Built in 1989 the boat was put to work in Halifax harbour in 2004 and performed a number of functions as a tug/workboat, dive tender, and for personnel transfers. 

The TSB report focuses on the very low freeboard, with clearing ports so close to the water line, and the deck openings which were weather tight, but not water tight.

Note the freeing ports would be largely submerged when the boat was underway, thus relying on the freeing port stoppers to prevent water from accumulating on deck.

The stoppers are more visible in this photo taken while the boat was in refit in Eastern Passage in 2009.




Wednesday, September 22, 2021

Where are the ships - Part 3

 The container ships that had been anchored off Halifax, came in to port today, September 22, one each for PSA Halifax and Cerescorp, Fairview Cove.[ See previous post.]

First in at an early hour this morning was Conti Contessa tying up at Fairview Cove on THE Alliance's EC5 service.

Late in the afternoon it was time for MSC Shristi for PSA Halifax. Atlantic Fir came alongside first to push the ship's turn, with Atlantic Oak standing by to come alongside near the ship's starboard bow. Interestingly the ship used the Western / Deep Water channel, which the pilot referred to as the "Main Channel" when communicating with a sail boat.

The ship anchored off Halifax September 19 en route from New York to Montreal. It still does not show on Montreal schedules and PSA Halifax gives it a voyage number XA135A, which may mean that it is an "extra loader" - not scheduled and just here to pick up or redistribute empties. On the other hand it may be here just to lighten its load to meet St.Lawrence River draft restrictions.

Rock On

Gypsum Integrity arrived at sunset this evening, making an interesting sight as it approached the MacKay bridge, with the tug Atlantic Beaver Bear en route to Gold Bond to load gypsum (rock).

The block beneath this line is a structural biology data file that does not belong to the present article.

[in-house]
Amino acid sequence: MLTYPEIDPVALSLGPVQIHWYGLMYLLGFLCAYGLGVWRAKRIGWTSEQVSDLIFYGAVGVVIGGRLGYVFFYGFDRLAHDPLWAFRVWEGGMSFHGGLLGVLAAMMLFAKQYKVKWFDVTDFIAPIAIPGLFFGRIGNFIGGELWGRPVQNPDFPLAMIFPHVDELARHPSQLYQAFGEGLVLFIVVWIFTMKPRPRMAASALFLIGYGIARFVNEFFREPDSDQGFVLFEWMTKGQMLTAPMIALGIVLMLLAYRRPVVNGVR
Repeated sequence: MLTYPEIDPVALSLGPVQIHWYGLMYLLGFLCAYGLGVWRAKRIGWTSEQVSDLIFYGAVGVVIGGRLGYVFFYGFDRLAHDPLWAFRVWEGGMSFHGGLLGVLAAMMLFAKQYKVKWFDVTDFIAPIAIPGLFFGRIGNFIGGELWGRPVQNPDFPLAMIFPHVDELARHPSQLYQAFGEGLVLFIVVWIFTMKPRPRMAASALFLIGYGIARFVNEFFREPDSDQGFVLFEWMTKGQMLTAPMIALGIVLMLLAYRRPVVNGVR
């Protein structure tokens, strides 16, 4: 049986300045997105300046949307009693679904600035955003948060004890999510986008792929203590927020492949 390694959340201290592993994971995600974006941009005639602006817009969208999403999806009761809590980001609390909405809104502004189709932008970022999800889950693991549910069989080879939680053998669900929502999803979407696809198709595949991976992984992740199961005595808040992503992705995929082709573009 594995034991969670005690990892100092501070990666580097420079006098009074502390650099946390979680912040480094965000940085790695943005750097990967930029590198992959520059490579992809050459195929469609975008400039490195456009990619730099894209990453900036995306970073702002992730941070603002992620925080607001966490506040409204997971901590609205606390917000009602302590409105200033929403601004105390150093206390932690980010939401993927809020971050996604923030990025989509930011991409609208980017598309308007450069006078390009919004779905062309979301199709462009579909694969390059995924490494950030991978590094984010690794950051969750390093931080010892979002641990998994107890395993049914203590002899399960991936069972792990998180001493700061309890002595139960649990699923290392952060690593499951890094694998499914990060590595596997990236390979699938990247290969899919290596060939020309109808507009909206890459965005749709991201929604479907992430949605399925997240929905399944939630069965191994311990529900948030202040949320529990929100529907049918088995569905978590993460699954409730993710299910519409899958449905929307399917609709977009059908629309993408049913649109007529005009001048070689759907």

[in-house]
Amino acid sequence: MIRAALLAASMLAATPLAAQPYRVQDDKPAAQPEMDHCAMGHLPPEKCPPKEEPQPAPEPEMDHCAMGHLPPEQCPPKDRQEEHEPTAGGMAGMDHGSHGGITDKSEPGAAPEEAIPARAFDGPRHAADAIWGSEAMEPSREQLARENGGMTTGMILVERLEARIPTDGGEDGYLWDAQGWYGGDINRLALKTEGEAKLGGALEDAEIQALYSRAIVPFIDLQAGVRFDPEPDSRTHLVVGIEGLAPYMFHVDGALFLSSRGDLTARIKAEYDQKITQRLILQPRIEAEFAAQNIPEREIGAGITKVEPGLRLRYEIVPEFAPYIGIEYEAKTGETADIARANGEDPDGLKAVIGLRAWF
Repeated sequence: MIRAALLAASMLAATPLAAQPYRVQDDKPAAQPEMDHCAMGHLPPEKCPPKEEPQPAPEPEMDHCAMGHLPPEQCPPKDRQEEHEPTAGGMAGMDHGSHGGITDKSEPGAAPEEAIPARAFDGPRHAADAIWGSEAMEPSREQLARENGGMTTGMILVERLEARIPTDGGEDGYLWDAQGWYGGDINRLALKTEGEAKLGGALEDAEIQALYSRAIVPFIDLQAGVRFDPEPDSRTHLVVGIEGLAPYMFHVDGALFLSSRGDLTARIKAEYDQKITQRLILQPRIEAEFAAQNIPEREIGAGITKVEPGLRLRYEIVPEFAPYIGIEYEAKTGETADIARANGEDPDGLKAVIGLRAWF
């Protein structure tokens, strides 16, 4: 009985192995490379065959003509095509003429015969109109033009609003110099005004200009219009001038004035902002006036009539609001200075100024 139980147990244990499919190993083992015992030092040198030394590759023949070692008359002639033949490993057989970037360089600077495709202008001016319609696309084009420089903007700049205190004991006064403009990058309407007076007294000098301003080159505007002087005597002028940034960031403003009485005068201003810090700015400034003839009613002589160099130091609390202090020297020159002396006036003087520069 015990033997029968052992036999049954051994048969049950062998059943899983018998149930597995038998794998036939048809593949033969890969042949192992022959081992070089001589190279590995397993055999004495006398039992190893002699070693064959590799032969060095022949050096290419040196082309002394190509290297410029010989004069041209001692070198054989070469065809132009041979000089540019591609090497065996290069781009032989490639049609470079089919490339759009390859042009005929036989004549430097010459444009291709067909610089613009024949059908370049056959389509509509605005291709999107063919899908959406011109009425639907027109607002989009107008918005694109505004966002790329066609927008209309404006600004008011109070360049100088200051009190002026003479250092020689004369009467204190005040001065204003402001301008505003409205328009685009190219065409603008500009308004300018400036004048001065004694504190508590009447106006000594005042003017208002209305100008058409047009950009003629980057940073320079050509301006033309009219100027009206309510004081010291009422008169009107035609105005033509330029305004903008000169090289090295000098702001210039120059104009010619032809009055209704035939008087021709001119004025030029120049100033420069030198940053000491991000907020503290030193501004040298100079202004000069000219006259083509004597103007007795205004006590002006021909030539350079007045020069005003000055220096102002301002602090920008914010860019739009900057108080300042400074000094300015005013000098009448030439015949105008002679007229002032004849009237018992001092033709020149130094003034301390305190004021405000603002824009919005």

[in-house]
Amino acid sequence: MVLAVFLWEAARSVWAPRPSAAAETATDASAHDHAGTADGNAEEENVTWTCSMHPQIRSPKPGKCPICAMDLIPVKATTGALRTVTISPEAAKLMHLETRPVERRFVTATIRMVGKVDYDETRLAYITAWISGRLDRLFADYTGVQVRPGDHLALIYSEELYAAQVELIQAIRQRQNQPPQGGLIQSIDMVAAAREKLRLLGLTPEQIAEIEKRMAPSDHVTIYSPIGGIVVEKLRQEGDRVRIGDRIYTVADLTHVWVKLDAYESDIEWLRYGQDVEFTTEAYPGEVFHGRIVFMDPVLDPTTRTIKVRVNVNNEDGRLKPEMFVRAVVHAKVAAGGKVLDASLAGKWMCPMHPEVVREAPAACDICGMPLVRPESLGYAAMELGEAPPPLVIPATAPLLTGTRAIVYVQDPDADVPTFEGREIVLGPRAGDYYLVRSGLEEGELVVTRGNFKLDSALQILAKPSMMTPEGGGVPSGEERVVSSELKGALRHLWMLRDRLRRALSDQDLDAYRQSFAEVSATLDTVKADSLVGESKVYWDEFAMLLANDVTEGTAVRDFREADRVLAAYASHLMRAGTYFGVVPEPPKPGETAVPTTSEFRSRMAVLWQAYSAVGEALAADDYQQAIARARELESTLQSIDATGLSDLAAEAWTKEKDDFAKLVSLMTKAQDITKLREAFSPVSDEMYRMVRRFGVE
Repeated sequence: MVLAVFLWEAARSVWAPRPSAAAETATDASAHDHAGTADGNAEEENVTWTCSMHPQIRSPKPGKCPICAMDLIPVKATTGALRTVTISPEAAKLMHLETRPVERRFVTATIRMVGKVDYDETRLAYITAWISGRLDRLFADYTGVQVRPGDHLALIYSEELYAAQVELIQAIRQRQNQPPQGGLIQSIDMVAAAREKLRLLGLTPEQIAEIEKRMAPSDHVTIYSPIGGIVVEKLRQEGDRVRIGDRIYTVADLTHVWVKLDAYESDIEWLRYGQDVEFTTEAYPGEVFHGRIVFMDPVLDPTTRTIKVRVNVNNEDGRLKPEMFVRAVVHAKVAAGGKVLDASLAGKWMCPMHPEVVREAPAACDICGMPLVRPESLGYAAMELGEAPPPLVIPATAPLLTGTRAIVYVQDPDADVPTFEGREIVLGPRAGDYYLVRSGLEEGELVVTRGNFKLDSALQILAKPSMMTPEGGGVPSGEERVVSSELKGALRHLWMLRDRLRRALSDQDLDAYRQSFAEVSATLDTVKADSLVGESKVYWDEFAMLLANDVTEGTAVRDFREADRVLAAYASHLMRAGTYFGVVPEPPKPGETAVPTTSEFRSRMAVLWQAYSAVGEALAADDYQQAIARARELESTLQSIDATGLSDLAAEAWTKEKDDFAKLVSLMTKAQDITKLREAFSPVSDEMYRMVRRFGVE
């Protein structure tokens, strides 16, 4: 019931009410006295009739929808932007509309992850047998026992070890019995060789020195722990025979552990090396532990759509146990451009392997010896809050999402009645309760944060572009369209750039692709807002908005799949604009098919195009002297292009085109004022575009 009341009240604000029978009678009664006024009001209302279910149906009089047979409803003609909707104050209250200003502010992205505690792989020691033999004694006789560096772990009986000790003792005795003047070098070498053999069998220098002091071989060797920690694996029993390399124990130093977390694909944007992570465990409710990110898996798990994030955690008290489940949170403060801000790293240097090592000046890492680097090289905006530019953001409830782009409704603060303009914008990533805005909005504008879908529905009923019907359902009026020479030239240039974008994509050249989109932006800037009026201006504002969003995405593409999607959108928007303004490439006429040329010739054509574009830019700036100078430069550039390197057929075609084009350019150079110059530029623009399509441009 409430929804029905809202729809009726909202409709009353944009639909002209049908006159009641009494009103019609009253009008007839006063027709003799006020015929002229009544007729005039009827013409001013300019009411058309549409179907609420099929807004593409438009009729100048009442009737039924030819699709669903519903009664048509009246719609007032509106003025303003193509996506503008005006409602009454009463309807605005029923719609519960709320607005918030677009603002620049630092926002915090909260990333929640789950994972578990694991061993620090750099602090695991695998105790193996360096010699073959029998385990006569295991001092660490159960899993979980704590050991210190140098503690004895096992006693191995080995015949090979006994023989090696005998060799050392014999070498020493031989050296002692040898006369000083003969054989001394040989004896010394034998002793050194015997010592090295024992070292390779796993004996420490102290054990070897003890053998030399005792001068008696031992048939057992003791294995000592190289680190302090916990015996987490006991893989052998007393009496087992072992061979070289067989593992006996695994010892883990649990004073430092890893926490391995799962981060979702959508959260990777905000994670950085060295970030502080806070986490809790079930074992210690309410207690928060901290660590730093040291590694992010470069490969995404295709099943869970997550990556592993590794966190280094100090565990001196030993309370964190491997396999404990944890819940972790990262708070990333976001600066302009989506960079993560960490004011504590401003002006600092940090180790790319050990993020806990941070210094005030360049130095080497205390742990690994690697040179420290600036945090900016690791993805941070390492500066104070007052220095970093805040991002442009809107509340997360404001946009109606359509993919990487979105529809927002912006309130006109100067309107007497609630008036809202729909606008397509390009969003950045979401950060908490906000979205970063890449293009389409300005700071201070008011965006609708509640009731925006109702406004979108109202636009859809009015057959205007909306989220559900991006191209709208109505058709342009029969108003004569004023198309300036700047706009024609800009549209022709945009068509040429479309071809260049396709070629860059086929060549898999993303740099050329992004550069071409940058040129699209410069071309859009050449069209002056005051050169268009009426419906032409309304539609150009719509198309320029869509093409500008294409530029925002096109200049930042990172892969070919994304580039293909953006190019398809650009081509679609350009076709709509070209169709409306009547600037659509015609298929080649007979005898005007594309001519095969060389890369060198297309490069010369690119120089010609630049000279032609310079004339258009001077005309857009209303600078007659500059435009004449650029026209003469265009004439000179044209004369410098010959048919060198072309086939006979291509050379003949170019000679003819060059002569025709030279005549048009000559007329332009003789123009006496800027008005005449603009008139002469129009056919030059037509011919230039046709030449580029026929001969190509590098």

Tuesday, September 21, 2021

Where are the ships - Part 2

In partial answer to my September 18 post, wondering about the dearth of container ships in Halifax recently, there was some activity today, September 21.

MSC Weser, which arrived in Halifax September 5 put out to sea today for trials. It did not take long to confirm that whatever the problem had been, the ship was now fit for service and it soon returned to port. It tied up at Pier 41 and began to load (or re-load) cargo.

The ship will be re-joining MSC's Canada Gulf Bridge service. It was en route from Philadelphia to Montreal when it arrived here, and will now continue that voyage. It normally sails from Montreal to Corner Brook and Saint John then on to Freeport, Bahamas and Mexico. That service does not call in Halifax.

Since the ship was completely unloaded on its arrival in Halifax, it was in ballast for today's trials. Just what it may be loading now is a bit of a mystery. Presumably whatever cargo it had for Canada could have been forwarded by tuck and rail by now, and outbound cargo could also have been sent here. However the ship is due in Montreal September 25, sailing September 26.

Another Montreal-bound MSC ship anchored off Halifax September 19. MSC Shristi was en route from New York when it made a "hard left" and anchored offshore.

As seen at a distance from Halifax the ship appears to be reasonably well laden, but perhaps not fully loaded. It was due in Montreal September 21, but has since been removed from MSC schedules. It is now due in Halifax tomorrow, September 22.

Built as Venice Bridge in 2005 by Hyundai, Ulsan, it is a 54,519 gt, 64,989 dwt ship with a capacity of 4738 TEU including 374 reefers. In 2019 it was renamed Baltic East under MSC management and in 2020 became MSC Shristi.

Also coming to anchor off Halifax today is the Conti Contessa, a sizable ship on THE Alliance's EC5 route (Far Est / Med/ East Coast North America). Built as Ital Contessa by Samsung, Koje in 2006 it measures a hefty 90,449gt, 101,007 dwt with a considerable container capacity of 8084, including 700 reefers. It became Conti Contessa in 2019 under Conti11 Schiffahrts ownership and Niederelbe management.

The ship appears to be heavily loaded, but is scheduled to transit the Narrows to Fairview Cove tomorrow, September 22. Based on its German ownership, it is likely filling some of HAPAG-Loyd's tonnage commitment to THE Alliance. (With ONE, Yang Ming and HMM.)

It is a large ship for the Narrows, so its airdraft must be minimized. 

Also at the Fairview Cove terminal today was NYK Rumina, a 55,487 gt, 66,171 dwt ship built by Hyundai, Samho in 2010.

The ship has a capacity of 4922 TEU, including 330 reefers, and it is on THE Alliance's AL5 service, which connects western Europe with the west coast of North America. Its last European port is Antwerp and first and last North American port is Halifax, so it is in competition with several other lines on the North Atlantic.